Airfield maintenance - Articles and news items
Airport news • 10 December 2015 • Katie Sadler, Digital Content Producer, International Airport Review
Hamburg Airport has announced a €120 million programme to renew the airport’s main apron (Apron 1) covering an area of 330,000 square metres.
Airport news • 16 September 2015 • Katie Sadler, Digital Content Producer, International Airport Review
Work has begun on a £20 million modernisation project to improve aviation aprons at Dublin Airport for operator daa.
Issue 2 2012 • 29 March 2012 • Mark Glover, Commissioning Editor, International Airport Review
Located in the suburb of Mascot, Sydney, Australia’s busiest airport, served over 26 million passengers in 2010 and is a primary hub for the country’s major airline Qantas and a secondary hub for Virgin Australia and Jetstar Airways.The airport has three main passenger terminals. Terminal 1, originally opened in 1970, replaced the old overseas passenger terminal and has been greatly expanded since. It is now known as the International terminal located at the airport’s north western sector and is made up of 30 gates and split into three levels serving arrivals, departures and airline offices.In 2010, the terminal underwent a major $500 million redevelopment expanding shopping facilities, centralising custom operations and increasing the terminal floor space.Terminal 2 is located in the north eastern section of the airport, incorporating 14 parking bays, aerobridges and a number of non-contact bays. Terminal 3 is the airport’s domestic terminal, also located in the north-eastern section. Extensions were made to this terminal during the late 1990s. Here there are 14 parking bays served by aerobridges. The terminal is also home to a ‘heritage collection’, dedicated to Qantas, that showcases the airline’s 90 years of service. The freight terminal is located north of Terminal 1 and is used for international freight operations.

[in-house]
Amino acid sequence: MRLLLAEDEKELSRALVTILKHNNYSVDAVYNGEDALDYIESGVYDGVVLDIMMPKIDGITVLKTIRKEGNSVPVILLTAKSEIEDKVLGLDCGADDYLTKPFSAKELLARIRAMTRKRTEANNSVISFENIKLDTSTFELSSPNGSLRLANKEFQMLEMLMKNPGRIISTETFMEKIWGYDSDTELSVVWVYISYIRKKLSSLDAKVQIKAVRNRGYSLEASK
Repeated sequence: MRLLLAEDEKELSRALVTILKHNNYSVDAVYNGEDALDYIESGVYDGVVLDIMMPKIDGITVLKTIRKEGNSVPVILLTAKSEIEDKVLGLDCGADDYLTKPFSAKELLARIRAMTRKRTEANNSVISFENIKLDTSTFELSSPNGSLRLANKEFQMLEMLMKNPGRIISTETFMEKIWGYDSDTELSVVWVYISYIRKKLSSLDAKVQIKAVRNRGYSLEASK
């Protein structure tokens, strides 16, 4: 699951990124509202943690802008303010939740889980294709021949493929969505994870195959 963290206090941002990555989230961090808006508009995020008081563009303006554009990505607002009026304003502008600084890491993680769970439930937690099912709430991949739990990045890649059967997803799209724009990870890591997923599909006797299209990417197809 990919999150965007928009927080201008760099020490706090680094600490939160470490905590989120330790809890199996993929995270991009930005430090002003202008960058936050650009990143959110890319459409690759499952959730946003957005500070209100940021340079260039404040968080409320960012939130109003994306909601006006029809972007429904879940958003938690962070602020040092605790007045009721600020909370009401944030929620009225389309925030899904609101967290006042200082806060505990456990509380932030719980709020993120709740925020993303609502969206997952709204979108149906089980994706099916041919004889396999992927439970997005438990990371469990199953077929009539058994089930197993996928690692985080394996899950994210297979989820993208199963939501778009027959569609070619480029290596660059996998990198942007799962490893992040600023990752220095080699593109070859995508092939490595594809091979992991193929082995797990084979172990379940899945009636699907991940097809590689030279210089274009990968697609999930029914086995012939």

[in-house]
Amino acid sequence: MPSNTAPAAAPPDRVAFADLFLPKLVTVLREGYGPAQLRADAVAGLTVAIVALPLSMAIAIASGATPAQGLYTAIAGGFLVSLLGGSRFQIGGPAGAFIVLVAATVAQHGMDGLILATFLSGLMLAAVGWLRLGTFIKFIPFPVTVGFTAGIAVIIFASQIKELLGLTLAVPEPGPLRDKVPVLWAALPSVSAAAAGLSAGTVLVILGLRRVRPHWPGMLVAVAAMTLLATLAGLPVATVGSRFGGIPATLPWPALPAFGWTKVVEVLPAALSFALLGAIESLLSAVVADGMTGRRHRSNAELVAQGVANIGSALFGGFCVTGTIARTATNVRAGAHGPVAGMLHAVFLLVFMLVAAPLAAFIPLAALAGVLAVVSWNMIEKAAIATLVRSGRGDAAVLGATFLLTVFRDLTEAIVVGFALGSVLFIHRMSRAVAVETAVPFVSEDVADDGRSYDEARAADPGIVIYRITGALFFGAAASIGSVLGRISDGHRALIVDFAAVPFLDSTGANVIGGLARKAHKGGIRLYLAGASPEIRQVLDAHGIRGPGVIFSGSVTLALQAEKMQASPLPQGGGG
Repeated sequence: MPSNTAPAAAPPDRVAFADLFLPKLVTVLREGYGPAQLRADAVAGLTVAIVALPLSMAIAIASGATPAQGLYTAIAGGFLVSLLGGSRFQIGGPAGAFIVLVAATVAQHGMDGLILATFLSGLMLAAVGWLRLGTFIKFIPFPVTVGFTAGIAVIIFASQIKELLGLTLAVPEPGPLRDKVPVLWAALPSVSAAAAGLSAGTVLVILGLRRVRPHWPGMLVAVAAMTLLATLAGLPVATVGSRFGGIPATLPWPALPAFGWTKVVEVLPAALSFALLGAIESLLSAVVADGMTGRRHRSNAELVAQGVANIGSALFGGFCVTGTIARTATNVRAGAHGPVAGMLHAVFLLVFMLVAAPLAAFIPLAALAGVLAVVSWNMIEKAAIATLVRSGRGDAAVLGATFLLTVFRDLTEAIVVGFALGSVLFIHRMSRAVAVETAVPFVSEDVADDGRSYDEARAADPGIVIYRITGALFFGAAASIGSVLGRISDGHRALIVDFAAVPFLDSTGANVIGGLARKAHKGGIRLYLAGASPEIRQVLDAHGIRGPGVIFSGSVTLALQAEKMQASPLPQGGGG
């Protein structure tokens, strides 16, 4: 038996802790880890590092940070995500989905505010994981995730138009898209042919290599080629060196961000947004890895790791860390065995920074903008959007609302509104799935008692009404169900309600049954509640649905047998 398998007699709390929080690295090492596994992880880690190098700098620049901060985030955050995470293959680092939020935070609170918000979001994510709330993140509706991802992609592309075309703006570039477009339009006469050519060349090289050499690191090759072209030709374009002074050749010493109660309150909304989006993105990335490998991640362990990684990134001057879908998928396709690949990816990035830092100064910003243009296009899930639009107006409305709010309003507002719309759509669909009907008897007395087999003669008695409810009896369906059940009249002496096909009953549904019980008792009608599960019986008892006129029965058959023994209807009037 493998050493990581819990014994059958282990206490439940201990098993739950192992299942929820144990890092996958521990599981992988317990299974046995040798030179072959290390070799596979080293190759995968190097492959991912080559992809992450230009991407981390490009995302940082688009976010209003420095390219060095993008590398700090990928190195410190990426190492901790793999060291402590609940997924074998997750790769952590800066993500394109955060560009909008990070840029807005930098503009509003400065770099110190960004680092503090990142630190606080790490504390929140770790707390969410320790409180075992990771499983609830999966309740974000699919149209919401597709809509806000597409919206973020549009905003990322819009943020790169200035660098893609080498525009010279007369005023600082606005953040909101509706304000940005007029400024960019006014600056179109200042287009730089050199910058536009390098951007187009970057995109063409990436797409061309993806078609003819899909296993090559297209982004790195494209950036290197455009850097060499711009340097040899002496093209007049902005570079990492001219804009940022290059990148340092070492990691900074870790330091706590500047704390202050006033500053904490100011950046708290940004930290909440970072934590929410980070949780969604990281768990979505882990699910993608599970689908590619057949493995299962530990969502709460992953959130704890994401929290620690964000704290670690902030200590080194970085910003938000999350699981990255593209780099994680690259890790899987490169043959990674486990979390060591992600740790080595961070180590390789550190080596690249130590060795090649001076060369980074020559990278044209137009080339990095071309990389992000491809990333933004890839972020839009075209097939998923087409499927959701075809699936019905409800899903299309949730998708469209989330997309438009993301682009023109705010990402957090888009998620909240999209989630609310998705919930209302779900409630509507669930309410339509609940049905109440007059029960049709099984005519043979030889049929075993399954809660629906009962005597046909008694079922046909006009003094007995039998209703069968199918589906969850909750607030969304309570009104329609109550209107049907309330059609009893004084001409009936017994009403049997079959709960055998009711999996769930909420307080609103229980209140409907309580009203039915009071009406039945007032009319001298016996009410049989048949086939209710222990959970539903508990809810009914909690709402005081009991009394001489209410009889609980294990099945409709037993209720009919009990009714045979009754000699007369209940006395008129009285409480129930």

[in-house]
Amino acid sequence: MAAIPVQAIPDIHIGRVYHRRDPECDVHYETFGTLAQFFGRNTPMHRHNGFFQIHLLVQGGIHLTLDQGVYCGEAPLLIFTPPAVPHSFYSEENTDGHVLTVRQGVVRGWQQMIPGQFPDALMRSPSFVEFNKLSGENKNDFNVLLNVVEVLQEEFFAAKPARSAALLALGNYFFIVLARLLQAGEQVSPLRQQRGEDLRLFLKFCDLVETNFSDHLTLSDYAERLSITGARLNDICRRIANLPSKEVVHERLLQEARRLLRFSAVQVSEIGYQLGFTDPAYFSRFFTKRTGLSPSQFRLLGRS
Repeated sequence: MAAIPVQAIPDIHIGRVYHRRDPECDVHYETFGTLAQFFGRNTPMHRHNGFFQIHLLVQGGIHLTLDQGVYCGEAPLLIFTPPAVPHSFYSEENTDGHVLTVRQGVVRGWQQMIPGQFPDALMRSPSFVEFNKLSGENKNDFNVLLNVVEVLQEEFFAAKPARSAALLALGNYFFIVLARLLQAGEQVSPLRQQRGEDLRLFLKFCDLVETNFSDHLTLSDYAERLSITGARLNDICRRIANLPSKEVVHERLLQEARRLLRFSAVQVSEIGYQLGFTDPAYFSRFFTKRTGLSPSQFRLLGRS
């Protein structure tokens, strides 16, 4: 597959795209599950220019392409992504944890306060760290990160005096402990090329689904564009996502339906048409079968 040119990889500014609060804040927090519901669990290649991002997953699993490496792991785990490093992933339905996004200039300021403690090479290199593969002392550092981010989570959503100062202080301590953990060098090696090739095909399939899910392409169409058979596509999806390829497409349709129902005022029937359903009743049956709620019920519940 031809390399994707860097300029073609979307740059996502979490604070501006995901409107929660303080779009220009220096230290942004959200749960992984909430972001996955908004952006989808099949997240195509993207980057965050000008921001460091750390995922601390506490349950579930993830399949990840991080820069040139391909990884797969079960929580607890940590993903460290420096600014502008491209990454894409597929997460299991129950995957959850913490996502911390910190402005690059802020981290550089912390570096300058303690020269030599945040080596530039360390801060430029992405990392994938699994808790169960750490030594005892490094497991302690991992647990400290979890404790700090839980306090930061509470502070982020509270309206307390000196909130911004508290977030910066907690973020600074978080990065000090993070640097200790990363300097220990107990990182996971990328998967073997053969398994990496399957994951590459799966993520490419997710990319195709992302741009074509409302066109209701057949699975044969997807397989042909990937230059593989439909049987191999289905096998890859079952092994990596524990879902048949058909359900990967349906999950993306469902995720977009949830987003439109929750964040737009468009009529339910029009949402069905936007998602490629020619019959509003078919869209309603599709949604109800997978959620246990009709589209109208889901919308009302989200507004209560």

Issue 2 2012 • 28 March 2012 • Joshua Paurus, Duty Manager, Airside Operations at Minneapolis–St Paul International Airport
People, process and technology are all part of an effective winter opera - tions strategy. The extent that each component is successfully integrated with the others plays a large role in influencing the outcome of a winter operations event. At Minneapolis-St Paul International Airport (MSP) we have a history of refining these components over the years. With approximately 1,200 operations to and from 135 destinations daily, MSP ranks amongst the busiest airports in the world. This level of activity combined with an average annual snowfall of approximately 50 inches provides us with ample opportunities to test our winter operations skills.In addition to dedicated, experienced personnel and proven processes, MSP’s Airside Operations department utilises numerous technology tools. These range from systems for current and forecasted weather conditions, aircraft and vehicle tracking, surface condition sensors, runway friction management and more. We have a history of partnering with vendors early in the development of products, not only to meet our needs, but also the needs of other airports. This ongoing commitment to up-front input and effective partnerships results in us having the technology we need to make sound decisions and develop effective management processes.Perhaps the best way to describe some of these tools and their benefit to MSP is to take you through a hypothetical winter storm experience.